Great Expectations Analysis

  • In Charles Dickens' Great Expectations, Pip's life is marred by tragedy. Raised an orphan by his abusive older sister, Pip is beaten, ridiculed, and unwanted for much of his life. His love of Estella goes unrequited until the end of the novel, after the deaths of Miss Havisham and Able Magwitch, two important figures in Pip's life.
  • Great Expectations is a bildungsroman, a kind of coming of age novel that follows the main characters from childhood to adulthood. When readers first meet Pip, he's a poor orphan living in the Kent marshes. At the end of the novel, he's a grown man walking with the woman he loves. His moral and psychological development are the focus of the novel.
  • Great Expectations was originally published in serial form. Installments appeared weekly in Dickens' periodical All the Year Round from December of 1860 to August of 1861. The novel was later collected into book form and released by Chapman and Hall.


(Survey of Young Adult Fiction)

Great Expectations is an account of a young boy’s moral education. A study in human weakness, it depicts the rise in social status of the seven-year-old orphan Pip, the novel’s narrator and chief character and a kind of Everyman. On Christmas Eve in a cemetery, Pip meets Abel Magwitch, an escaped convict who makes him steal some food and a file from the forge where he lives with his sister and her husband, Joe Gargery, a blacksmith. Shortly thereafter, Pip is hired by a wealthy old woman named Miss Havisham to be a playmate for her beautiful adopted daughter, Estella.

Jilted years ago on her wedding day, Miss Havisham is a recluse. She lives in a world of the past at desolate Satis House, a home whose name means “enough”; the ancestor who built it believed that whoever lived there could never want more. During his frequent visits to Miss Havisham’s home, Pip begins to believe erroneously that her fortune will make him a gentleman, will bring him the love of Estella, and will provide him with prosperity. These are his great expectations.

Miss Havisham, however, has no hopes for happiness and no intention of leaving a legacy of happiness to anyone. Rather, she is a schemer who enjoys making nearly everyone around her miserable. She teaches Estella to hate men, exploits Pip, and vexes her ever-hopeful relatives. Although Pip eventually receives money from another source, Estella continues to scorn him and to be as coldly distant as a star. What Miss Havisham does is turn Estella and Pip into snobs.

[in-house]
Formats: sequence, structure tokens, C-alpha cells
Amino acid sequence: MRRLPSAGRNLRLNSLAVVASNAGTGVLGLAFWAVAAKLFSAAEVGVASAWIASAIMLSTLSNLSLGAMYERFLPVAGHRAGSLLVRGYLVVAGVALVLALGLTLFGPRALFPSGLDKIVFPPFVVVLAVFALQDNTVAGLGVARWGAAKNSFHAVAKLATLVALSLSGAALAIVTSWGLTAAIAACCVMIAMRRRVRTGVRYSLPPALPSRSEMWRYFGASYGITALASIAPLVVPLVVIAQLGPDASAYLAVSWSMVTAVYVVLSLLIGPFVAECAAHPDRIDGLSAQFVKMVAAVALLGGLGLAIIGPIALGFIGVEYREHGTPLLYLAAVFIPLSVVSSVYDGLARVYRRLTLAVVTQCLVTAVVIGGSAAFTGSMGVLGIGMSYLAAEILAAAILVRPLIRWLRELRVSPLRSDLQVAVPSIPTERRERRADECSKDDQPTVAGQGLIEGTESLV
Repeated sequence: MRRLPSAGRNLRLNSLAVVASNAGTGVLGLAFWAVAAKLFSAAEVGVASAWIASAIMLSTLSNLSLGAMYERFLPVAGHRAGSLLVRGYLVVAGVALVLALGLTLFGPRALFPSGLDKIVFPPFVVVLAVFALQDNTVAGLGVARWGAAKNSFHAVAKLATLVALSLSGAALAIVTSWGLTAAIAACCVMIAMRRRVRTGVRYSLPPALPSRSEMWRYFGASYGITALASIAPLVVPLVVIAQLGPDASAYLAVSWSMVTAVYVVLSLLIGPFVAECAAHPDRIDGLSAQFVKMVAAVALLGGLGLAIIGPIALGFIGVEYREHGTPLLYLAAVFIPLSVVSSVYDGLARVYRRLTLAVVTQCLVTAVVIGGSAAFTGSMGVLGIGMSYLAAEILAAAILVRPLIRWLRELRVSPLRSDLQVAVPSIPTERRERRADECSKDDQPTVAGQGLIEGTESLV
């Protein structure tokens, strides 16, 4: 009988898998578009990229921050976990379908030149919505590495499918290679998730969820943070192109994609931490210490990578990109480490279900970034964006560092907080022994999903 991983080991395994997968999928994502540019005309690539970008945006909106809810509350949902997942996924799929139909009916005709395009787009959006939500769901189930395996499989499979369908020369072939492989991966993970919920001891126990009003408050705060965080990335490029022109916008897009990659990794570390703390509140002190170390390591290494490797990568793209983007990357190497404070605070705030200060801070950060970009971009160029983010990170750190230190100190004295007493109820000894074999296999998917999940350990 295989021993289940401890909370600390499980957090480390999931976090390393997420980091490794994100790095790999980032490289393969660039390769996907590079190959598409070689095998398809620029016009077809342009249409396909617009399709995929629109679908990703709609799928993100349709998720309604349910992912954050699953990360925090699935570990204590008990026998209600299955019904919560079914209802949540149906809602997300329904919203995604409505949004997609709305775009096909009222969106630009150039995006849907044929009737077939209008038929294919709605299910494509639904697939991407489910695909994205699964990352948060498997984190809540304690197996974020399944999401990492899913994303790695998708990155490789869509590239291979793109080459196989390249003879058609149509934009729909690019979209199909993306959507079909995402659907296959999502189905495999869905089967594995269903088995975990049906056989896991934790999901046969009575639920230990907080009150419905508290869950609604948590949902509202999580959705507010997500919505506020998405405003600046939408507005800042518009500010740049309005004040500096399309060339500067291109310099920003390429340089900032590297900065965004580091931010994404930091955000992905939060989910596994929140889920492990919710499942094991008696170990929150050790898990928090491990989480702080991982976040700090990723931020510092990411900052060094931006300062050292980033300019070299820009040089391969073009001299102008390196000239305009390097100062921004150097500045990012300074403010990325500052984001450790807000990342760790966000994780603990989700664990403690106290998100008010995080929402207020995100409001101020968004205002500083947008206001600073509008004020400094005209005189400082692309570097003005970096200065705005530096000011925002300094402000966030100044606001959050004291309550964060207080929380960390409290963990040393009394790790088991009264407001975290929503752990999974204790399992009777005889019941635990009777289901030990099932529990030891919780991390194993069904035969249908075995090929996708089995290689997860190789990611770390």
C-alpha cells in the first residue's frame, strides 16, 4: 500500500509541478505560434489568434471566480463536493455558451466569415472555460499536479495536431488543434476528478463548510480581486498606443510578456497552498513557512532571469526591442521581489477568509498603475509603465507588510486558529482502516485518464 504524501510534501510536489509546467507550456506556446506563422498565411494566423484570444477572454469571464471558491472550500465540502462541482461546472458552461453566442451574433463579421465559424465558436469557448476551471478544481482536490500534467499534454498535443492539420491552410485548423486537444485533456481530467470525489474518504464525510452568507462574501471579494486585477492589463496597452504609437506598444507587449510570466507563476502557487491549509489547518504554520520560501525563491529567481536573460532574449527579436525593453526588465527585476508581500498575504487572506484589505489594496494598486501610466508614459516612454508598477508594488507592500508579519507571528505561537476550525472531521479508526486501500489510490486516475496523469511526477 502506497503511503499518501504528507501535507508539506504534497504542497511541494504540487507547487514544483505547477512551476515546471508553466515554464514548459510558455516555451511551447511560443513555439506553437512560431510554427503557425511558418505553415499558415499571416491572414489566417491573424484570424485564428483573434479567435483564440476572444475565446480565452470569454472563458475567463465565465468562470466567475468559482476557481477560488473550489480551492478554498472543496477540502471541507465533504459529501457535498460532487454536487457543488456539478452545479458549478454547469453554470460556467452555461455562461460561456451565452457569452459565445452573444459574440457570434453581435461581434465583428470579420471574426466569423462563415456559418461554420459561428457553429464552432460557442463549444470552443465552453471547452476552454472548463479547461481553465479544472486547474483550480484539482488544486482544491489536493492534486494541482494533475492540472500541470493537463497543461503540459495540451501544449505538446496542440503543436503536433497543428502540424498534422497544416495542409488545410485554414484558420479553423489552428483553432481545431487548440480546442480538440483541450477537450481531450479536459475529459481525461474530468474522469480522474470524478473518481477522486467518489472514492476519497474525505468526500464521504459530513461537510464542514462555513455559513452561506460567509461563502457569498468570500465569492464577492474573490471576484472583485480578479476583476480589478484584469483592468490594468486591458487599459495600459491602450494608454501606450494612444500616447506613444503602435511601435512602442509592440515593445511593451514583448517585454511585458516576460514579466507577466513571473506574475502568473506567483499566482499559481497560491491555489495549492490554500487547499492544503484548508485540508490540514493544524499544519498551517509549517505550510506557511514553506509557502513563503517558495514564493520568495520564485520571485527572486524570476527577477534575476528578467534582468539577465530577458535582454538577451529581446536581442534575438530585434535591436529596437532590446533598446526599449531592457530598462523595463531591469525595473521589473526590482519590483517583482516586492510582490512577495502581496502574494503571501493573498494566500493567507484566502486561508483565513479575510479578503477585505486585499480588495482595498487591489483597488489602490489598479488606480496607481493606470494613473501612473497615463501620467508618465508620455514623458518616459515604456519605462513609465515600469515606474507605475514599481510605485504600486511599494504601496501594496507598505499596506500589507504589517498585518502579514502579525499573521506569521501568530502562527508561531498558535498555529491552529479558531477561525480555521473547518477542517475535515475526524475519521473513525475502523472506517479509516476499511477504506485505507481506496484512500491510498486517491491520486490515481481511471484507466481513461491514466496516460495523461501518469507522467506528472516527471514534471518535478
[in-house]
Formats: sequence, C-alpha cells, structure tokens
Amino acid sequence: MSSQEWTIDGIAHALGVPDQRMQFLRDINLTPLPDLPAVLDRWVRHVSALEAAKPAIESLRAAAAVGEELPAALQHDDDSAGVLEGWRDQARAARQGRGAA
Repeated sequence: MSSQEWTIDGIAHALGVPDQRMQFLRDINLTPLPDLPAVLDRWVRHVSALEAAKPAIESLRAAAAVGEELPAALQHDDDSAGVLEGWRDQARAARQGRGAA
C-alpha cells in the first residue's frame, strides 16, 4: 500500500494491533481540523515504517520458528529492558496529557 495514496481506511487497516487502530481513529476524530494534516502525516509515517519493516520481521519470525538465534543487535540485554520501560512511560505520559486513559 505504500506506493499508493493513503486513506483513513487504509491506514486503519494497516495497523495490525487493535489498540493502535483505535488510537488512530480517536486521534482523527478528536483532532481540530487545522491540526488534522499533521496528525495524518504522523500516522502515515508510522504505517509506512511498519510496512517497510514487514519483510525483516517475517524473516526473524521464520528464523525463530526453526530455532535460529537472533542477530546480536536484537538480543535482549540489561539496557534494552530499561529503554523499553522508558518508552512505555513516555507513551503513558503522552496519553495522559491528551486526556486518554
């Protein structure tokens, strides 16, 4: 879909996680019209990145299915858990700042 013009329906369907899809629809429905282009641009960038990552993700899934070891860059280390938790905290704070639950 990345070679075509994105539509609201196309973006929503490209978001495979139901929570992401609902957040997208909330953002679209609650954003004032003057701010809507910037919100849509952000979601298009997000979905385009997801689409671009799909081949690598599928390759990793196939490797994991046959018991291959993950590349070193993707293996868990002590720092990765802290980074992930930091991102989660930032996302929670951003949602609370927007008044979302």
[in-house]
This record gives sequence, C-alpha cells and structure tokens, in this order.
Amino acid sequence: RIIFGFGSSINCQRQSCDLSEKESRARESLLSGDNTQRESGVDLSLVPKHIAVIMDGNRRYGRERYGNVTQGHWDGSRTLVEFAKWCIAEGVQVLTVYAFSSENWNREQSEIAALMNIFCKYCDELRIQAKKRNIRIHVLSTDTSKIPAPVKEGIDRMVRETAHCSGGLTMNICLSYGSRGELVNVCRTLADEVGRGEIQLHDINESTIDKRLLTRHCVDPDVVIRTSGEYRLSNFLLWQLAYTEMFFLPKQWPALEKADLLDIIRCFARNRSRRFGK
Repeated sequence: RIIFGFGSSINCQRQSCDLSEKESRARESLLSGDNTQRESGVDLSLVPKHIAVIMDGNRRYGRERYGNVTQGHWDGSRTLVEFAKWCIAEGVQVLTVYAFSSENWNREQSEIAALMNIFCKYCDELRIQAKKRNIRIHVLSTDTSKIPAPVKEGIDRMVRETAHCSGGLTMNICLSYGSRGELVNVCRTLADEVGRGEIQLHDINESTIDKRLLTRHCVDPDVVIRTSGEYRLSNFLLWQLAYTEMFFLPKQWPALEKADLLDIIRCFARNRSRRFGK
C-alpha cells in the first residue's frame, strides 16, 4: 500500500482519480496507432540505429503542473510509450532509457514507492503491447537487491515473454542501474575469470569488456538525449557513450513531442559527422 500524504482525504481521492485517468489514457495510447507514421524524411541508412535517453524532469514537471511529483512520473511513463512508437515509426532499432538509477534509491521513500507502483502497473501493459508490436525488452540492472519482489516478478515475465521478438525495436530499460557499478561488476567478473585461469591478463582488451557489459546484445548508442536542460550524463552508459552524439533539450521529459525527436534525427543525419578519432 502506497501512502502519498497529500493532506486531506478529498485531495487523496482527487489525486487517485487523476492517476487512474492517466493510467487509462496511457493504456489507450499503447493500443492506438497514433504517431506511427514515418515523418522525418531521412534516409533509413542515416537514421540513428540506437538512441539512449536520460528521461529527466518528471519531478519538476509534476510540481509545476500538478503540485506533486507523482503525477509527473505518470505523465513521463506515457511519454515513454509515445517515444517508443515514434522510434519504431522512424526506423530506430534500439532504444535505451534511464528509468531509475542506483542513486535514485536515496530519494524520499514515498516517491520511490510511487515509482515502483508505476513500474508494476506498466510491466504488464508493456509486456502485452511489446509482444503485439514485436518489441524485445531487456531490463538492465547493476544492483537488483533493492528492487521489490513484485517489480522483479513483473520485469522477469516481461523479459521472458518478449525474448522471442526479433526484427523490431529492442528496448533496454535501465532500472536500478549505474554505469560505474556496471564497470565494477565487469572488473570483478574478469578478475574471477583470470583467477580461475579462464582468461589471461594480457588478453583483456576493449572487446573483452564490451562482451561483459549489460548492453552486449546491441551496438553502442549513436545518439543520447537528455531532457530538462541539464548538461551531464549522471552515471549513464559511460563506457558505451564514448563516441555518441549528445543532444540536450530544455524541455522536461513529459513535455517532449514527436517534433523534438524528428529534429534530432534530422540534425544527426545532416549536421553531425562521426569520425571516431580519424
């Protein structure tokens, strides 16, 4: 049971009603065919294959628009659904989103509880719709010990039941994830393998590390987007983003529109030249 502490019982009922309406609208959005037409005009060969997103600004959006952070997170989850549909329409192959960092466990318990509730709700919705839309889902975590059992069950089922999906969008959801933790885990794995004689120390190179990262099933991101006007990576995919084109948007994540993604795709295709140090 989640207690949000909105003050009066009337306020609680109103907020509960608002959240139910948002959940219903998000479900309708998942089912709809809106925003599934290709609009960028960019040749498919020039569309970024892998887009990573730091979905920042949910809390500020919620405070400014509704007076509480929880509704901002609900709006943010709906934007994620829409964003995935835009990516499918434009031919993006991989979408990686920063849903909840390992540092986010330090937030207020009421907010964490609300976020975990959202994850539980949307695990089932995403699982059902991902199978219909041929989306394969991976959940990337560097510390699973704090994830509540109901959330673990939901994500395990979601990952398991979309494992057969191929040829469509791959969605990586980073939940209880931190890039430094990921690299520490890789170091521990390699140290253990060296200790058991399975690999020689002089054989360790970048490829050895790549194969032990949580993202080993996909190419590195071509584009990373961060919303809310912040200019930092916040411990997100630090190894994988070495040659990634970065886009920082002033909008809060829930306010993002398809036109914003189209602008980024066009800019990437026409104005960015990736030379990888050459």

In London, Pip matures while dealing with many strange situations. From Mr. Jaggers, a criminal lawyer who becomes his guardian, Pip discovers that he does indeed have a benefactor and great expectations. Jaggers gives Pip some money, and his clerk John Wemmick helps him. Pip takes up lodgings with Herbert Pocket, a relative of Miss Havisham from whom he learns her story and the manners of a gentleman. Soon, Pip feels superior to others, neglects his friends back home, and falls into debt. Proud and selfish, he feels ashamed to have the patient and polite but unpolished Joe Gargery visit him. When Magwitch drops by unexpectedly, Pip finds out that he is his benefactor. The felon tells him that the money he has been sending to Jaggers is part of a fortune he has made as a sheep farmer in Australia. Although aghast, Pip resolves to protect the escaped convict.

As Pip learns more about Magwitch, he begins to redeem himself. He finds out that Molly, Jaggers’ housekeeper, was Magwitch’s lover. Wemmick tells him that Molly strangled a rival in a fit of jealousy over Magwitch. Jaggers gained her release, and she has been working for him since then. Estella, ironically, is the daughter of Molly and Magwitch—not the genteel maiden of Pip’s fantasies. During one of Pip’s visits to Satis House, Miss Havisham promises to procure nine hundred pounds for Pip so that he can purchase a business partnership for Pocket at Clarriker’s. Shortly thereafter, Miss Havisham dies in a fire at Satis House. With his act of generosity toward Herbert and an excursion to smuggle Magwitch out of England, Pip overcomes his selfishness. The latter, however, is unsuccessful. Wounded in a scuffle with the convict Compeyson, Miss Havisham’s former lover and his former partner in crime, Magwitch is captured and taken to a prison infirmary. Pip visits the dying convict there and tells him that he has a beautiful daughter, a lady whom Pip loves. He is referring to Estella.

Although she does not care for him, Estella marries a sulky oaf named Bentley Drummle. When he returns from an eight-year sojourn in India, Pip hears that Drummle has died from an accident involving the ill-treatment of a horse and that Estella has remarried a Shropshire doctor with whom she is living prosperously on the fortune that she inherited from Miss Havisham. One day, Pip sees Estella in Piccadilly. Her carriage stops and the two talk briefly, shake hands, and part. The novel originally ends with Pip estranged from all who were associated with his great expectations.

When Great Expectations was published in book form, Dickens rewrote the ending, offering some hope for his main character. Pip visits Satis House and finds Estella still a widow; she is kinder to him, and Pip again envisions a future together.